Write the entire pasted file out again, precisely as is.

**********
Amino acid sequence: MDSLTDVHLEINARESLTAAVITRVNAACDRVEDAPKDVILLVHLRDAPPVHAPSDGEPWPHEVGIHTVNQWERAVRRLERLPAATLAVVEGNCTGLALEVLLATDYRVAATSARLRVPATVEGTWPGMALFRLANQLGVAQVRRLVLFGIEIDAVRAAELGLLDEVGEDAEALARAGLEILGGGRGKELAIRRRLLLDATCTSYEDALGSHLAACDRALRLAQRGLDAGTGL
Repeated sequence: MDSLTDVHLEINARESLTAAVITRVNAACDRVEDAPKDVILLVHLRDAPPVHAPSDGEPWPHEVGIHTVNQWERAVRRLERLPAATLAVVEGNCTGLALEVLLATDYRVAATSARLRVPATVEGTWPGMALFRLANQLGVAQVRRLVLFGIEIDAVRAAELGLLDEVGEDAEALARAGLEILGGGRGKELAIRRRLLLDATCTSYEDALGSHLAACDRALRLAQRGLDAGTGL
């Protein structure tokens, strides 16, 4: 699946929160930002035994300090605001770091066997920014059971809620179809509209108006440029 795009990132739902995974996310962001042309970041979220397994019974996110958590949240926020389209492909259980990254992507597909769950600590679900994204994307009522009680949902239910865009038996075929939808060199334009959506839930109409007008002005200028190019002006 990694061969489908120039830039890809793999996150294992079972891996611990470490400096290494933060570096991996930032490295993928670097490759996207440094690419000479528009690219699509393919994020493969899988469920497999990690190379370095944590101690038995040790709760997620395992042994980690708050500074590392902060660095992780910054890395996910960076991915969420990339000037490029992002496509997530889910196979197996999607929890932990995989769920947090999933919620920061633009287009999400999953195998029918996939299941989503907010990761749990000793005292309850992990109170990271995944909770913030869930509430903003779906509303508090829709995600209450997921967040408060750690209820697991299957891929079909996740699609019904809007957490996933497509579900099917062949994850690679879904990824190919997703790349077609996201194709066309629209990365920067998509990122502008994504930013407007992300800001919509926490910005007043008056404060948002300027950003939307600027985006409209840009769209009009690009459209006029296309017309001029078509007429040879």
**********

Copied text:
Amino acid sequence: MDSLTDVHLEINARESLTAAVITRVNAACDRVEDAPKDVILLVHLRDAPPVHAPSDGEPWPHEVGIHTVNQWERAVRRLERLPAATLAVVEGNCTGLALEVLLATDYRVAATSARLRVPATVEGTWPGMALFRLANQLGVAQVRRLVLFGIEIDAVRAAELGLLDEVGEDAEALARAGLEILGGGRGKELAIRRRLLLDATCTSYEDALGSHLAACDRALRLAQRGLDAGTGL
Repeated sequence: MDSLTDVHLEINARESLTAAVITRVNAACDRVEDAPKDVILLVHLRDAPPVHAPSDGEPWPHEVGIHTVNQWERAVRRLERLPAATLAVVEGNCTGLALEVLLATDYRVAATSARLRVPATVEGTWPGMALFRLANQLGVAQVRRLVLFGIEIDAVRAAELGLLDEVGEDAEALARAGLEILGGGRGKELAIRRRLLLDATCTSYEDALGSHLAACDRALRLAQRGLDAGTGL
């Protein structure tokens, strides 16, 4: 699946929160930002035994300090605001770091066997920014059971809620179809509209108006440029 795009990132739902995974996310962001042309970041979220397994019974996110958590949240926020389209492909259980990254992507597909769950600590679900994204994307009522009680949902239910865009038996075929939808060199334009959506839930109409007008002005200028190019002006 990694061969489908120039830039890809793999996150294992079972891996611990470490400096290494933060570096991996930032490295993928670097490759996207440094690419000479528009690219699509393919994020493969899988469920497999990690190379370095944590101690038995040790709760997620395992042994980690708050500074590392902060660095992780910054890395996910960076991915969420990339000037490029992002496509997530889910196979197996999607929890932990995989769920947090999933919620920061633009287009999400999953195998029918996939299941989503907010990761749990000793005292309850992990109170990271995944909770913030869930509430903003779906509303508090829709995600209450997921967040408060750690209820697991299957891929079909996740699609019904809007957490996933497509579900099917062949994850690679879904990824190919997703790349077609996201194709066309629209990365920067998509990122502008994504930013407007992300800001919509926490910005007043008056404060948002300027950003939307600027985006409209840009769209009009690009459209006029296309017309001029078509007429040879």